Yesterday was one of those days. My mind was a web of cluttered thoughts as messy as my room, and although the right thing to do was to get to work at cleaning both up, I found myself reaching for my keys. A lonely ride around town at night seemed like a great idea. I did not know where to, but then, the beach and the streets of White Town are all that Pondicherry really has to offer at night. So I rode slowly in that direction, gathering my thoughts.

I had never been to the beach alone before, and it felt rather strange. More disconcerting than soothing. Among all those people around me, armed with friends, lovers or families, I felt I must make a sorry picture, alone at the beach close to midnight, with not even a bottle or a puff to keep me company. I perched on a rock and began to stare at the sea, seeking tranquility. The waves crashed much like my ruminations – anticlimactic, recurring brilliant pieces of frothy white light that dissipated just on the verge of formation.

Suddenly I heard a call behind me.  Two young men stood precariously close, and I started, as any average Indian woman would.

“Don’t be afraid”, one said. “It’s our friend’s birthday.. he’s rather shy.. so, here you go”.

One of them extended a piece of Black-forest cake (incidentally, my favourite) as the other stood by, sheepishly. I was not quite sure of what to do. If this were to happen in the Western world, and if I am to believe what I’ve seen on television, the ideal response would be a beaming smile and to extend a hand, or a hug perhaps, wishing the ‘birthday person’ warm greetings from your part. As a cautious female, I did nothing of the sort. After choosing to pinch off the tiniest fraction of the cake I could manage (lest it be poisoned with the date rape drug) and muttering a hurried thank you, I went back to staring at the sea with even more determination. Sure, I was currently in apparently one of the safest cities in for women, and was surrounded by more than a hundred people, but one doesn’t want to take chances. To quote a poem I recently came across on YouTube, “we don’t want to be another of India’s daughters, do we??”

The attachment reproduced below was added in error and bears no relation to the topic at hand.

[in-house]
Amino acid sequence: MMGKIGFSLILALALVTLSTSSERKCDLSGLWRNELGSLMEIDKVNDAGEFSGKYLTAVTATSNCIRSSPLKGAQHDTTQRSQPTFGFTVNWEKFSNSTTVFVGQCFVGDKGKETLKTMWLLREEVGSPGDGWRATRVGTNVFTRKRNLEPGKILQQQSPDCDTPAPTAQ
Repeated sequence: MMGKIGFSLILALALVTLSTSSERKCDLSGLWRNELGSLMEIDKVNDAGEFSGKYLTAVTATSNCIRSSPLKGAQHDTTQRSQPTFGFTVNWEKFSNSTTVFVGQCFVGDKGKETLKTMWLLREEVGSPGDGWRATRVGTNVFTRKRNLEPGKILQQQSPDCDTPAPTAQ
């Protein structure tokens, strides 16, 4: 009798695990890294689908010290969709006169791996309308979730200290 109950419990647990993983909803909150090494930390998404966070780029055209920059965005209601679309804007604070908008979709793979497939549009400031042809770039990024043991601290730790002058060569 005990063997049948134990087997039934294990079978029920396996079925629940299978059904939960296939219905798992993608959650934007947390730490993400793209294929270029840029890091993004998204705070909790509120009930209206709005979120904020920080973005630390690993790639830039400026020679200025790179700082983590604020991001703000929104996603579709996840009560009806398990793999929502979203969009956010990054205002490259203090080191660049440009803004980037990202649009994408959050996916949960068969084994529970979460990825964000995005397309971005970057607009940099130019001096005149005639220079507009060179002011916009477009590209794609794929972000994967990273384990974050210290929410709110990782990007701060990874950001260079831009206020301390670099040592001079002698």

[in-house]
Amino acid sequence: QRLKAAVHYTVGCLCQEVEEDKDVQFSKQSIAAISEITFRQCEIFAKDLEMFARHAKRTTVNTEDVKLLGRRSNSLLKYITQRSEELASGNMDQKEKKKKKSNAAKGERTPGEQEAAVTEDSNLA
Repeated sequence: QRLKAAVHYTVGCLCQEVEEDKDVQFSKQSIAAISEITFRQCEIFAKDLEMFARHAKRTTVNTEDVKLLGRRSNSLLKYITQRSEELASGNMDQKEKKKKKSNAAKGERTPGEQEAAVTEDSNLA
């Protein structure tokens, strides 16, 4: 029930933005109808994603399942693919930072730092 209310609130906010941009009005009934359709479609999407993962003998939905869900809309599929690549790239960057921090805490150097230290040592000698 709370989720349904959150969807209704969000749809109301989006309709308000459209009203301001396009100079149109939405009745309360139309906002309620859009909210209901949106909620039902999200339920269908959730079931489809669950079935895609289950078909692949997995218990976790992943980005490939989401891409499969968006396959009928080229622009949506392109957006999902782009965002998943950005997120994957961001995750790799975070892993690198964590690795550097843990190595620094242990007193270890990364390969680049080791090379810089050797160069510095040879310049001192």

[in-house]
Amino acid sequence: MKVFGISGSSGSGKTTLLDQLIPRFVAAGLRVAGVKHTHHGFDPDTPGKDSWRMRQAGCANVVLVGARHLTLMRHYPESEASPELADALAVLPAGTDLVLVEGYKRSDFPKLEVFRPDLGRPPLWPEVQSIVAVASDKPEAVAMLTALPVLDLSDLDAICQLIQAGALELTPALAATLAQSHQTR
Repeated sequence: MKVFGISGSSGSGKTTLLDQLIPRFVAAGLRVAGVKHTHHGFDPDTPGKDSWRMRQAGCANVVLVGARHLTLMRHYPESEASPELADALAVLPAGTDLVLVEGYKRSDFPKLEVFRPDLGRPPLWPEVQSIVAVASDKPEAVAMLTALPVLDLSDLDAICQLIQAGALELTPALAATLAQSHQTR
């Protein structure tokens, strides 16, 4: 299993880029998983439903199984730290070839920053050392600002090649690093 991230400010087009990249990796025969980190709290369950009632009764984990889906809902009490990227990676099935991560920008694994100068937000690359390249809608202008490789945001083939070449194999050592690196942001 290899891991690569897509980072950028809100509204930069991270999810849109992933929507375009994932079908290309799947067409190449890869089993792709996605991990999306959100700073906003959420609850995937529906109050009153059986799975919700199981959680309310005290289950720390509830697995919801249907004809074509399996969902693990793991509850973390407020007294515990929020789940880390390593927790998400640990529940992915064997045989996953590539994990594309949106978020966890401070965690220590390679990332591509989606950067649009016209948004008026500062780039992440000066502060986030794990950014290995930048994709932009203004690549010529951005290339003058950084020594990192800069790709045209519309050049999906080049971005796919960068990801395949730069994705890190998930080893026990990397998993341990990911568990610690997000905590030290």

So I sat there with my back to the world till it occurred to me that perhaps I had been rude. They had not really seemed like trouble. I decided to walk up to them and say a proper birthday wish. As I stood up and turned around, I realized they were gone.

I remembered his first words. Don’t be afraid.. And then it hit me. Perhaps, like any average Indian, my response was exactly what he expected anyway.